ME, MYSELF & I, QUEEN: There’s Something About Beyoncé



I didn’t consider myself a fan.



Nevertheless, my eldest daughter, who was away from me for most of her life, absolutely LOVES her. It didn’t bother me, as I’ve never had a problem with Beyoncé per se, but it did give me a pause. I mean, I’ve never really been into mainstream music, mainly because it never included black artists when I was growing up, at least not since the Motown days. That is, until Michael Jackson made MTV bow down.  Quickly after that breakthrough, I was on to high school and on to hip hop, which was also missing from popular music media. So I’ve always kinda related to artists that I felt were disenfranchised.


Beyond that, I had fallen in love with the music of the Anita Baker and Janet Jackson about the time R&B finally became mainstream. Back then, videos were pretty tame. There wasn’t any booty shaking or grandiose declarations, just really good music and entertaining dance moves. The 90s ushered in newer and more “real” loves like Mary J. Blige, SWV and Jade, all of whom pushed the attitude of R&B divas closer to what we find nowadays. So, why did I have a problem with Beyoncé, who’s style is quite similar?  


I always thought that I didn’t care for her because I was SUPPOSED to care, as in she was a packaged artist that was intentionally appealing rather than it being a natural extension of her being and talent. I felt she didn’t deserve the praise she receives, which comes from a legion of fans, other celebrities and even the First Lady. Even when I caught myself grooving to track after track of hers when they played, I still distanced myself from acknowledging her artistry or my fandom. I had reasons, which I felt were legitimate. So, what was the main reason for my aversion?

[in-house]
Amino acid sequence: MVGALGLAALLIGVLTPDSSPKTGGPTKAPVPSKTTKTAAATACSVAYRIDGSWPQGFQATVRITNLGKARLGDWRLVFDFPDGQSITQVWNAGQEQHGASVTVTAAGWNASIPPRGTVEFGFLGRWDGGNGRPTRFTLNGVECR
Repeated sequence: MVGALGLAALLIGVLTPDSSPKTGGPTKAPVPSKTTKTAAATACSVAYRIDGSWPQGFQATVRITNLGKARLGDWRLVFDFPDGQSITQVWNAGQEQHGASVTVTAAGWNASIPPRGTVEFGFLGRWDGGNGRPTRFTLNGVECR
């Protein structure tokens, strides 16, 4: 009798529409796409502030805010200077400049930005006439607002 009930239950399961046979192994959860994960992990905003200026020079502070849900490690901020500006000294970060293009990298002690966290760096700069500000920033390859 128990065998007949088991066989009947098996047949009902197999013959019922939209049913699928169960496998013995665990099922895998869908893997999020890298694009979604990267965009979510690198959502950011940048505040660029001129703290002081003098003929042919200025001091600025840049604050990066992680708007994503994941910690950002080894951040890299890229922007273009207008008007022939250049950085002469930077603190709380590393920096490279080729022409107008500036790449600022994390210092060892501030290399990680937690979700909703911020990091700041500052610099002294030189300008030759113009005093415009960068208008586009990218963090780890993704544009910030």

I didn’t really know. Perhaps it was the way Destiny’s Child went through that roster lineup debacle, which seemed to revolve around her. Perhaps it was her being thought of as unequivocally beautiful, when other women with darker skin weren’t afforded such unparalleled fawning (even those within her own group). Perhaps it was the so-called crown that was bestowed upon her by the music industry, which seems to be a reward for playing the game, with an army of stylists, writers and producers in tow.
 
Or, maybe it was exactly the reason why I was fighting the idea of my daughter liking her so much. I had to face a hard truth that was buried under the surface of all the criticisms that I had for Queen Bey, one that I suspect is the underlying cause for most of the hate she receives. Beyoncé had my daugher’s attention far more than I did. She was particularly more effective at inspiring her to achieve her goals than I had ever been. Not that my daughter decided to follow Beyoncé specific march to her dreams, rather she took her overwhelming success as a call to action and used her steely confidence as a blueprint for her own. She’s currently in college, studying in a medical field, living on her own, killing it with her grades, all without a single dime or demand from me. I couldn’t be more proud of the woman she’s become, and I’ve realize that Beyoncé inadvertently joined my child raising village, doing things I never could.



My daughter is going to be just fine, and I am definitely a fan.



Do you admit that you're a fan of Beyoncé?
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